SCHOOL OF EDUCATION
Hometown: Chicago, Illinois
Major: Early Childhood Special Education
Expected date of graduation: 2022
Nathan Petithomme believes education is foundational. He chose to study early childhood education to help students start building that foundation from the beginning so they can be successful later in life.
A product of Chicago Public Schools, Nathan is passionate about making education more inclusive, more equitable, and more just for all students, no matter their background, race, or identity. His sights are set high—aspiring to one day become the Secretary of Education for the United States—and his Loyola education has prepared him to be successful in whatever he sets his mind to.
Here, Nathan discusses his involvement in the School of Education anti-racism task force and shares his plans for the future.
Are you involved in any community service or extracurricular activities? What have those experiences meant to you?
I helped create the School of Education anti-racism task force, which is a joint task force between students and faculty in the School of Education. This movement spurred from the George Floyd incident. At first, a couple other students of color in the School of Education and I gathered together in a healing session. And then we realized there were so many things that we wanted to tackle in our own school. So we brought it to the attention of faculty and staff and created a task force. Through the task force, we’ve been working on how to infuse the School of Education curriculum with more diverse and culturally relevant content and how to make the courses more equity driven so that the School of Education is able to foster a community of anti-racist educators.
Society should be inclusive of people of all backgrounds. When I started my freshman year at Loyola, I was struggling to find where I fit in, in terms of the School of Education and Loyola in general. Being able to create spaces where I see people who look like me and want to achieve the same goals as me has been really important and fulfilling because I come back from each of those events really powered up and energized. These experiences have been very meaningful for me in terms of finding my home at Loyola.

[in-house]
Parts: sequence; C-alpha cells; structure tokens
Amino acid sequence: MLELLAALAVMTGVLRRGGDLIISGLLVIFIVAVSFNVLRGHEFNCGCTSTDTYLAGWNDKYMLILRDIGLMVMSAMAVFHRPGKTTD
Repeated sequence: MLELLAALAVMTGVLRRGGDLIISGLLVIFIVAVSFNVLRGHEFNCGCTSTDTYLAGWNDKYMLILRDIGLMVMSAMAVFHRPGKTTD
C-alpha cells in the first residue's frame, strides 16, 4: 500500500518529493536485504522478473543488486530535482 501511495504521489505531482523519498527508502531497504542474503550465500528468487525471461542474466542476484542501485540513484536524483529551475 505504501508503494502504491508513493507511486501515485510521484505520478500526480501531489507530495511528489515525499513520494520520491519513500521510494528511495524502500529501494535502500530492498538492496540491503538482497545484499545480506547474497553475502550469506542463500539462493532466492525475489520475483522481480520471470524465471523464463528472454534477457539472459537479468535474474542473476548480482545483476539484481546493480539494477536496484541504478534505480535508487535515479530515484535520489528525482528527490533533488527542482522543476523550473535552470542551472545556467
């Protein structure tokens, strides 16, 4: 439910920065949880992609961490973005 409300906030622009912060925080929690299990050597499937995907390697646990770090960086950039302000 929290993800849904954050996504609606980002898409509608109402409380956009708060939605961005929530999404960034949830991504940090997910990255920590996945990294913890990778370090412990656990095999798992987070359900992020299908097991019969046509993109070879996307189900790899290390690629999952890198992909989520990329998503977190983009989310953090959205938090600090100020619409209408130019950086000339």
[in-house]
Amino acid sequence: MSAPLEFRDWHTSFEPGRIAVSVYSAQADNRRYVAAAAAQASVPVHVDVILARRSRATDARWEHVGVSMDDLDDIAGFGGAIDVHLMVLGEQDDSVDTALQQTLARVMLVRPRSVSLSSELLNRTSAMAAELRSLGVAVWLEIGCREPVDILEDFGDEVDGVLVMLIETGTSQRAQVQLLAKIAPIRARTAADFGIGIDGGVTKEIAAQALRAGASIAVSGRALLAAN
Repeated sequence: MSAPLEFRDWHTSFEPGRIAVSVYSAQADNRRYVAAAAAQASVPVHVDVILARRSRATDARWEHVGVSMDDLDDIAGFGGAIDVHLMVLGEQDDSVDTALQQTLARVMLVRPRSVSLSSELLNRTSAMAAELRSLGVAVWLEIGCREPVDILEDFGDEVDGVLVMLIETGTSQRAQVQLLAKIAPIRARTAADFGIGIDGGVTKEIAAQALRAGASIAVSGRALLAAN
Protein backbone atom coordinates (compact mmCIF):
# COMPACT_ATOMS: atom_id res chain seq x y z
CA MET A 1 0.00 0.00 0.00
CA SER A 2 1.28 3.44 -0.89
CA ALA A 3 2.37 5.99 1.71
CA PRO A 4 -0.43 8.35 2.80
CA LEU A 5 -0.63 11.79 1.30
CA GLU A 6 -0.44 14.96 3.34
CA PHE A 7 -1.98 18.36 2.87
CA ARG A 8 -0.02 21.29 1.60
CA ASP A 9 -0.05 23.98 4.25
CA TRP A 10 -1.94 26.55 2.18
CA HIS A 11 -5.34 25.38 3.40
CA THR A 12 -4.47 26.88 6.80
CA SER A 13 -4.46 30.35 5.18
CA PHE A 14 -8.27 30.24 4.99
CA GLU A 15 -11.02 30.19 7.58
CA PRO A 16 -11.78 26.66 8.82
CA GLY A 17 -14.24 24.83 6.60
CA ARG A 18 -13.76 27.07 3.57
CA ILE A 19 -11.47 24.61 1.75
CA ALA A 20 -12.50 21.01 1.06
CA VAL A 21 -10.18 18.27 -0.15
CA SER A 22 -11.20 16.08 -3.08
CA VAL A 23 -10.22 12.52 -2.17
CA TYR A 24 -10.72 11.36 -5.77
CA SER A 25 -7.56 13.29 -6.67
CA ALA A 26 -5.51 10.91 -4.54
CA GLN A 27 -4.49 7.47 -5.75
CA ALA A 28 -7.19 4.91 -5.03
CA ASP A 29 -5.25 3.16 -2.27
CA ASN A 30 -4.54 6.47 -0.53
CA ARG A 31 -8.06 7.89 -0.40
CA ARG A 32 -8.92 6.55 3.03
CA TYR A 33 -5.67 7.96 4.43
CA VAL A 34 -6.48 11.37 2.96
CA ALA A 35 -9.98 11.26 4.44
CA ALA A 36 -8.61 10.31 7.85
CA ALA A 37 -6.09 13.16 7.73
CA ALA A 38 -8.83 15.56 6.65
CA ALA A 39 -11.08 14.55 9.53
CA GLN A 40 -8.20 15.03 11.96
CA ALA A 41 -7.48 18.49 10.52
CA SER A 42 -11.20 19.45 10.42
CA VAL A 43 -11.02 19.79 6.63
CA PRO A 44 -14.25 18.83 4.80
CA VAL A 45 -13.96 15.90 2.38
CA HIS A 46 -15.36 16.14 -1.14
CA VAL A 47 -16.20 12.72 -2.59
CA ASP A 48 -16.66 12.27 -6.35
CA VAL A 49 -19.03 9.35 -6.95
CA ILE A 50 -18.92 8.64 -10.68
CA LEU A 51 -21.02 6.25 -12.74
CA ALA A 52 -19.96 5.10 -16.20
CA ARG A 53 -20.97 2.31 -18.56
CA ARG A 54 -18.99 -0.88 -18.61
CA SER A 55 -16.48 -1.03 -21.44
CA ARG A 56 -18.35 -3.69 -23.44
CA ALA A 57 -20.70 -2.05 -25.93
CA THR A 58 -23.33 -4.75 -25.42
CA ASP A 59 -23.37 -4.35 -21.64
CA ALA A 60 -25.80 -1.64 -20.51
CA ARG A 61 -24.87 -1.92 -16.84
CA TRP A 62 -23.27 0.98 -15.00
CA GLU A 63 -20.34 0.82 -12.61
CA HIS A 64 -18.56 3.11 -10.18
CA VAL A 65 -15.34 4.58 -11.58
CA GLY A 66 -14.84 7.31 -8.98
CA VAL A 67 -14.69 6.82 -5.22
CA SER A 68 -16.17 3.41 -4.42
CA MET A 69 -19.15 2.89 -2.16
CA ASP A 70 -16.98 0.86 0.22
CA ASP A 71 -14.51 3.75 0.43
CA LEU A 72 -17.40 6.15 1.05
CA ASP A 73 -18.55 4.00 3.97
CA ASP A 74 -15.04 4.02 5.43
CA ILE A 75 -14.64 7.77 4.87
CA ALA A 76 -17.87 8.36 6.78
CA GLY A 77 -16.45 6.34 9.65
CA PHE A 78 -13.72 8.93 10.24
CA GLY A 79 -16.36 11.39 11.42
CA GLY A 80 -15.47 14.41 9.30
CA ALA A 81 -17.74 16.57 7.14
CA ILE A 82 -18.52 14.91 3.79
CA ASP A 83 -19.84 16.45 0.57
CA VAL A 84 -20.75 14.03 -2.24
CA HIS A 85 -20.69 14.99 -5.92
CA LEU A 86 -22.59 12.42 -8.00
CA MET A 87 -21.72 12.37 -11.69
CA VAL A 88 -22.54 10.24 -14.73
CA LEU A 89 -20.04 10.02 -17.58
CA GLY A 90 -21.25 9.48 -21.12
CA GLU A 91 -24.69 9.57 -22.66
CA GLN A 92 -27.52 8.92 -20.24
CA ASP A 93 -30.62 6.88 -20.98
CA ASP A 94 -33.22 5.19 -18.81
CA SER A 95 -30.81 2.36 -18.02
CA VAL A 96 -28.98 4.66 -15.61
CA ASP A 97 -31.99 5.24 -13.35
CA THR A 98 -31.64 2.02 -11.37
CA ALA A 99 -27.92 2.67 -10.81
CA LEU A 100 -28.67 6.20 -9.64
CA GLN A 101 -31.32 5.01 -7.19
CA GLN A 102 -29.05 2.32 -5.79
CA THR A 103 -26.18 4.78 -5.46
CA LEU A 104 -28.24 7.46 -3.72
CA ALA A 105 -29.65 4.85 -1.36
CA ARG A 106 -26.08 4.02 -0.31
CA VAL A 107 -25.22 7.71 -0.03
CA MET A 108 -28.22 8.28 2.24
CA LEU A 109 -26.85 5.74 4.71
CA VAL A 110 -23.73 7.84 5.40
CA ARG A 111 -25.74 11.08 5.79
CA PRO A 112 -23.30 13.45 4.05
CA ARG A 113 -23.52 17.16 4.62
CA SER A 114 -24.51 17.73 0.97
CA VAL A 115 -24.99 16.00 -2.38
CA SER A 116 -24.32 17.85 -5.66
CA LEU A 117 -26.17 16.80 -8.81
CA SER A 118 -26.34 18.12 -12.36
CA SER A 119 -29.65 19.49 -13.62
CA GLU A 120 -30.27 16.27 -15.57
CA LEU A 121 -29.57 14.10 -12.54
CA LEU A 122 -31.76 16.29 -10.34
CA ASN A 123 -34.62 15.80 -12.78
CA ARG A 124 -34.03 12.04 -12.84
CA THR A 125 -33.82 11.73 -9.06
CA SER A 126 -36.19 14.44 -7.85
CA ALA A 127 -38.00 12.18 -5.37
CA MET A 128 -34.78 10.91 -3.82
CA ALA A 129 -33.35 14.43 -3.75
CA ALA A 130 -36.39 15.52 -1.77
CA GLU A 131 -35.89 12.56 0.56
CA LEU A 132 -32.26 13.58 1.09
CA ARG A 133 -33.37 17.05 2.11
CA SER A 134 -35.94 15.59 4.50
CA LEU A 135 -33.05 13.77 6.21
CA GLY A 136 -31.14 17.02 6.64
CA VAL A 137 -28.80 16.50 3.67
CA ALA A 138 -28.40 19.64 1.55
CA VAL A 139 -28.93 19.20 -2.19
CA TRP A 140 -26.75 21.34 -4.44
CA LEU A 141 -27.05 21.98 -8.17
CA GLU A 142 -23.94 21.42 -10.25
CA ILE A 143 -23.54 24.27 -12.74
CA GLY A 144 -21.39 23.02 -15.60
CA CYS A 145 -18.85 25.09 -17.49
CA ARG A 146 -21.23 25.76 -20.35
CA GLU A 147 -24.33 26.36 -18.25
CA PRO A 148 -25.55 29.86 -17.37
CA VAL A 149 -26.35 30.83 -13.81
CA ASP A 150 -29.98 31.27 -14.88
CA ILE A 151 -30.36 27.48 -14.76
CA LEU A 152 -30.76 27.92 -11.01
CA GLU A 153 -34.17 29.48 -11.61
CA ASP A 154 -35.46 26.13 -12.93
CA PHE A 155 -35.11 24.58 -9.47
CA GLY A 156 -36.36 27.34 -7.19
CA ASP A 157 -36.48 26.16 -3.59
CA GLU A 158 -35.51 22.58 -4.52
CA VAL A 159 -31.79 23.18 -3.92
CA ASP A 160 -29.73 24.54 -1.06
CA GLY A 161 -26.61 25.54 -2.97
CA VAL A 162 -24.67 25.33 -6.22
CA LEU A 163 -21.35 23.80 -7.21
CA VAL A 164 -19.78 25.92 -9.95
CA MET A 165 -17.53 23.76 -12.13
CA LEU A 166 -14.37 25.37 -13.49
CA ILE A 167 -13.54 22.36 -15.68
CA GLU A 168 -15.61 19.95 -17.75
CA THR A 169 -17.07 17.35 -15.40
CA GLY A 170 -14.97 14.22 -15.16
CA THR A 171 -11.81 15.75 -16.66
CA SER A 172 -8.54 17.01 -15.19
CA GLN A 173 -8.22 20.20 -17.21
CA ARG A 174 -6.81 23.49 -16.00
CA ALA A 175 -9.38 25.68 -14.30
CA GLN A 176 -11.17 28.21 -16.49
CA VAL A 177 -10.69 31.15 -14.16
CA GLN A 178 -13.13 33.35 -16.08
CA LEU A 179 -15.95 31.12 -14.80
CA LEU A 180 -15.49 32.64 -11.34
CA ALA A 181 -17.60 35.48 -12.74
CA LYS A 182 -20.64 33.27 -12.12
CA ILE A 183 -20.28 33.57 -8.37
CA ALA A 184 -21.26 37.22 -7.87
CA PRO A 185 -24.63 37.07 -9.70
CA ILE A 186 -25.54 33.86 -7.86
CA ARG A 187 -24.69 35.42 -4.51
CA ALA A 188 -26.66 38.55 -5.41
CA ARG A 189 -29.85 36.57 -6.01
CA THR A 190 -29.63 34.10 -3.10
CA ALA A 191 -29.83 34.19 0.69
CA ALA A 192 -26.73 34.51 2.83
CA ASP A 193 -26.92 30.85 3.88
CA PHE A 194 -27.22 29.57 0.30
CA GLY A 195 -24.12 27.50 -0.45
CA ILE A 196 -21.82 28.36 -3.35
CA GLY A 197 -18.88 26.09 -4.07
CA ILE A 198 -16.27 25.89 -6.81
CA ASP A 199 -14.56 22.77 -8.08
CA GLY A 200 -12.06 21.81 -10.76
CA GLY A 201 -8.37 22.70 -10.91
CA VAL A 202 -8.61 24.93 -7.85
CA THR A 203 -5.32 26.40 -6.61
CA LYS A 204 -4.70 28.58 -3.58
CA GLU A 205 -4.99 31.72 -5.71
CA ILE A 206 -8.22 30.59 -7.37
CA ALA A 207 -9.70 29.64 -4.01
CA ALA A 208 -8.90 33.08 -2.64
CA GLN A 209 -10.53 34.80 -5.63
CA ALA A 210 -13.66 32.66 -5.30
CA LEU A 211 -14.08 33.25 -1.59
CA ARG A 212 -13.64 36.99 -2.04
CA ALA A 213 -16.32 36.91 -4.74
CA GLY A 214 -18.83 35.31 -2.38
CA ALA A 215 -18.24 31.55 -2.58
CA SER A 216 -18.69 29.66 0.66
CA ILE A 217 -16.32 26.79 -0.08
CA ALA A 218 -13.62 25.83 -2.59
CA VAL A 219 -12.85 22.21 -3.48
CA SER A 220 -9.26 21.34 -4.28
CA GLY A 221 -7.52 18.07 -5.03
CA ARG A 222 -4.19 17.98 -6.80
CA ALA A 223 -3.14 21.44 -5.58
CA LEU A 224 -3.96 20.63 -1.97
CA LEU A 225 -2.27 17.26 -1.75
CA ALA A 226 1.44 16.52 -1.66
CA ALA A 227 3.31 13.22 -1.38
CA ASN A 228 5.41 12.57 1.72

What are you planning to do with your degree? How has Loyola prepared you for your future goals?
With my Loyola degree, I definitely want to first become an educator. Then, I want to work myself up through school administration to be able to enact change at different levels. The School of Education has done me well in learning about different social issues that are in education and how we as educators can use our power and privilege to enact change with stakeholders, community members, and fellow staff to all reach the goal of educational justice.
The most valuable lesson that I’ve learned from my time at Loyola is the power of partnerships and collaboration. Either on the teacher level—collaborating with parents, staff, and community members to meet the needs of our students—or at the university level, collaborating with staff and faculty, to get me to where I need to be and to also have a collective goal that we’re all striving for. Collaboration has been a big thing. As I look to the future, I definitely see myself growing and working with different people because I believe there’s power in collaboration. My Loyola degree will help me get to that because all four years of my coursework and projects have been collaborative group work.